Score Normalization and Stable Model Updates
What is score normalization for?
Score normalization of our models is intended to do two things:
- Provide a way to interpret the scores of a model as a probability (e.g. how likely is it that the comment will be perceived as toxic).
- Enable models to be improved without any action needed by most clients, Without normalization, clients using the model would have to change the thresholds they use each time our models are retrained with additional examples.
When did score-normalizing start happening?
- v1 of score normalization on 2017-06-13 introduced score normalization for all models.
- v2 of score normalization on 2017-08-15: fixes will go live for our normalization of TOXICITY scores (other models are not affected).
How is score normalization done?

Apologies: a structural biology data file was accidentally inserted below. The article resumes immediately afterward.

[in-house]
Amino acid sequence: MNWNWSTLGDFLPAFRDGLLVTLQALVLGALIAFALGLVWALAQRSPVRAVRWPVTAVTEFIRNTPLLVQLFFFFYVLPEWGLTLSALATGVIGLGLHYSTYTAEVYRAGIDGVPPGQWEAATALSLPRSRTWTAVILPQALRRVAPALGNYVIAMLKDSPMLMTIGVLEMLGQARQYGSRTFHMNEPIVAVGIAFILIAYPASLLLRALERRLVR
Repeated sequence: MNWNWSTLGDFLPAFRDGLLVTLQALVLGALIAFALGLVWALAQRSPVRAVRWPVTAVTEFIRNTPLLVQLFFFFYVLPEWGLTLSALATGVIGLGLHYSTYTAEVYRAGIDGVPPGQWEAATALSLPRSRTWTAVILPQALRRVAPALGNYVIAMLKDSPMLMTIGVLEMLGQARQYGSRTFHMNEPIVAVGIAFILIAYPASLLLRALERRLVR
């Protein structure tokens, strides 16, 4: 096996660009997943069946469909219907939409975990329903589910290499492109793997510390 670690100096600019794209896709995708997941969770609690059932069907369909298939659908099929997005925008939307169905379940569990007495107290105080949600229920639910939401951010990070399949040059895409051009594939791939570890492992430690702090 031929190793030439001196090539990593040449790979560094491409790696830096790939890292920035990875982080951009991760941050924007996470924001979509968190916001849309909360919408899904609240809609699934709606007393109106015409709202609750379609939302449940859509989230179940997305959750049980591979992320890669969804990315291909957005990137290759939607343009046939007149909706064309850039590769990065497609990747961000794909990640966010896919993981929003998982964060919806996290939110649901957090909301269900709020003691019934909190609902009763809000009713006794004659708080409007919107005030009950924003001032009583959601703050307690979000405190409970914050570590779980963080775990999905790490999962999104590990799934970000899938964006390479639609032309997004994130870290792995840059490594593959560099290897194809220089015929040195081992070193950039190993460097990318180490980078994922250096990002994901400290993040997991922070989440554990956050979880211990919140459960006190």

Our normalization process applies a version of probability calibration by isotonic regression to make the scores approximate probabilities. For example, so that a toxicity score of 0.80 can be interpreted as a belief that 80% of people would consider the comment to be toxic.
However, as we introduce additional data, the basic distribution of how many toxic comments there are can change. Because models are far from perfect, this would result in a shift in the calibration scores. To control for this, we perform callibration on a randomly selected 50/50 class split. of course, this control is not perfect: if the newly introduced examples are differently difficult to previous ones, some change in scores is still likely. However, in practice, we think this will be reasonably stable, and clients will be able to have the same 'sense' of what a threshold means.
We are always looking for better ways to provide stability, so if you know of better ways to do this, please do suggest it on github.